Admittedly, we are partly responsible for our hipster plight. When Budget Travel nominated Phoenicia as one of its potential Coolest Little Towns in America, we were urged by villager boosters to abandon our supposedly outdoor lifestyles and stuff the online ballot-box, which was not only perfectly legal, but clearly effective: Phoenicia is now -- and will be forever -- officially known as Budget Travel’s Sixth Coolest Little Town In America, 2011.
(The No. 1 Coolest Town, seeing as you asked: Lewisburg, W.V.)
To be clear, we truly welcome all visitors; tourism is the Catskills’ enduring industry and we do it exceedingly well. All we ask of the media happily sending people our way is that it does some homework, stops basing its articles on a previous publication’s article, and ceases comparing us to that which we are not. I am pointing my finger here specifically at a horrendously facile puff-piece produced by the once fine and fee-based, but now freely distributed and accordingly down-market Time Out New York, which only this October promoted Phoenicia as a destination under the headline, “If You’re Homesick for Brooklyn.”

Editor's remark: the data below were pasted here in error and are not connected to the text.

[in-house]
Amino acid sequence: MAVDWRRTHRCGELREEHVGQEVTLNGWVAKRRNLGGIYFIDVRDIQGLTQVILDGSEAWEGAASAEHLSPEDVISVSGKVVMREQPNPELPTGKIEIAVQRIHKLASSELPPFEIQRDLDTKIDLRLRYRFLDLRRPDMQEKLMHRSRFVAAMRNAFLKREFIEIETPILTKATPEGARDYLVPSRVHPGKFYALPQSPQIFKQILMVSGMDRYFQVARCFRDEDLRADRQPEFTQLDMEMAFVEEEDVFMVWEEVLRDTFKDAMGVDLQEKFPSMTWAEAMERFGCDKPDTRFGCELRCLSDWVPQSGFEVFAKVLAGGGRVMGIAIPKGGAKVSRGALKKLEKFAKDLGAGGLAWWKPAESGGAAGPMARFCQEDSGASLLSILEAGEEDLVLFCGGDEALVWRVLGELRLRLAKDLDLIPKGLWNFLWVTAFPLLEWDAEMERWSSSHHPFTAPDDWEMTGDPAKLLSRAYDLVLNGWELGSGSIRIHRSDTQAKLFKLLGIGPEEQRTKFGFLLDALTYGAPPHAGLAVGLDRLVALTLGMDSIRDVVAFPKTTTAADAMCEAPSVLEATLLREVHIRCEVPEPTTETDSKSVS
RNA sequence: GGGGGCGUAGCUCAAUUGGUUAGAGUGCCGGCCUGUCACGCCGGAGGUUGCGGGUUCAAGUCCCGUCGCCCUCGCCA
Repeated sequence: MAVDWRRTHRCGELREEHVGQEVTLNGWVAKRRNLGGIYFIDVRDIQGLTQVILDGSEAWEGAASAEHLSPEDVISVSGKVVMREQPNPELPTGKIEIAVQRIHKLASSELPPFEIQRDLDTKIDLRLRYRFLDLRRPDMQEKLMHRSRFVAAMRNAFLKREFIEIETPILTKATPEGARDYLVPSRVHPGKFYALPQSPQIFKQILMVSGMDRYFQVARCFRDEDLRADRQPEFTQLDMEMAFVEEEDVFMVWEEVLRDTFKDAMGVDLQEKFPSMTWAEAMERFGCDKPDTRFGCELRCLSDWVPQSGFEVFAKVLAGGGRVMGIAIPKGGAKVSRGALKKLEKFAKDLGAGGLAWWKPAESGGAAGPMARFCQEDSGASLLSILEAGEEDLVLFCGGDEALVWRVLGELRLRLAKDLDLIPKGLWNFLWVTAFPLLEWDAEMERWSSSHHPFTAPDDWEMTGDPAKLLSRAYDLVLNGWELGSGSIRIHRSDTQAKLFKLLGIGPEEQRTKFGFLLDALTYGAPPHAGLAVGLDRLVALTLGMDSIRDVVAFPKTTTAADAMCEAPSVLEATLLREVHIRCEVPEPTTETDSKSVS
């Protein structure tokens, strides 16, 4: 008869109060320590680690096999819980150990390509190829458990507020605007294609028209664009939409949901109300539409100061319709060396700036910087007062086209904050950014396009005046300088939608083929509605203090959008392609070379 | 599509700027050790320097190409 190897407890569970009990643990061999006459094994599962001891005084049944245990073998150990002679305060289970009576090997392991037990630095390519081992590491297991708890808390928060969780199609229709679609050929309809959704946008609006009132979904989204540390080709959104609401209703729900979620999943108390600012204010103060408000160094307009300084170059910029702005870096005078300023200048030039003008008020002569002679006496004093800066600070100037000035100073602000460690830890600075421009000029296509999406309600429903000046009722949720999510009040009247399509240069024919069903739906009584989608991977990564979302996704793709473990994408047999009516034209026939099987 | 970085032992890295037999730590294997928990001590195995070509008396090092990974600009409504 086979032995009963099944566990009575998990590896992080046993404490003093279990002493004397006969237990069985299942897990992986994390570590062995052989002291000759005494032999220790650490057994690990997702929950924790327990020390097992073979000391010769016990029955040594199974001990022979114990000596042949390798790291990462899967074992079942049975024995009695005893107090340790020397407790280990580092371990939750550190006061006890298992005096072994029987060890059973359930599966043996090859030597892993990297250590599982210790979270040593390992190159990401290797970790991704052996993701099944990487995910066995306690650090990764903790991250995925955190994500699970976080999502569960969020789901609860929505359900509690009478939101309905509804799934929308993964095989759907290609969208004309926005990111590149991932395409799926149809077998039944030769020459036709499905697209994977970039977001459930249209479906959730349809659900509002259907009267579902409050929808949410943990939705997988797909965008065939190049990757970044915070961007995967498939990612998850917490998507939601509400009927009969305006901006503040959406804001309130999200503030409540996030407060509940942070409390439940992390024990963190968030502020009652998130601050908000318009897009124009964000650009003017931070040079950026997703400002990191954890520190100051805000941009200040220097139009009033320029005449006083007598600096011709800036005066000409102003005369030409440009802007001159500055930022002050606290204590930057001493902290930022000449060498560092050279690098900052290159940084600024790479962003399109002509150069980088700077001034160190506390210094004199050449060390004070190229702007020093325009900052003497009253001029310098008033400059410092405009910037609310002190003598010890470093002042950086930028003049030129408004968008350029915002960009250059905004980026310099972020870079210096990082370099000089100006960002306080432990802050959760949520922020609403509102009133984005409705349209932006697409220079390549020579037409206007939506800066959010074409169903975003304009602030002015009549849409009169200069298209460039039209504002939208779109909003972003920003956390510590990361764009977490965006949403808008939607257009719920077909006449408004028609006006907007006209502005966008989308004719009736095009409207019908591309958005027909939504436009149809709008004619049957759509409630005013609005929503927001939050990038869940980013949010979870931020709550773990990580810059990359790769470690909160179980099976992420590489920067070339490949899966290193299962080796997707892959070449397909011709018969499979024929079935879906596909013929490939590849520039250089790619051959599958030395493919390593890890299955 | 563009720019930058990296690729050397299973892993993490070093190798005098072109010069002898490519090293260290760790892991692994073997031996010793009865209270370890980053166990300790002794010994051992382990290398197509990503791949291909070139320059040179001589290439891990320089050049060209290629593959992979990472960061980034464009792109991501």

Naturally, this quickly elicited responses on the Phoenicia Facebook page, the best of which stated, succinctly, “If you are homesick for Brooklyn stay in Brooklyn. If you want to visit and experience Catskill country living then you are welcome.” But then that’s just one of the many reasons that Phoenicia is not Brooklyn: The people are unfailingly polite.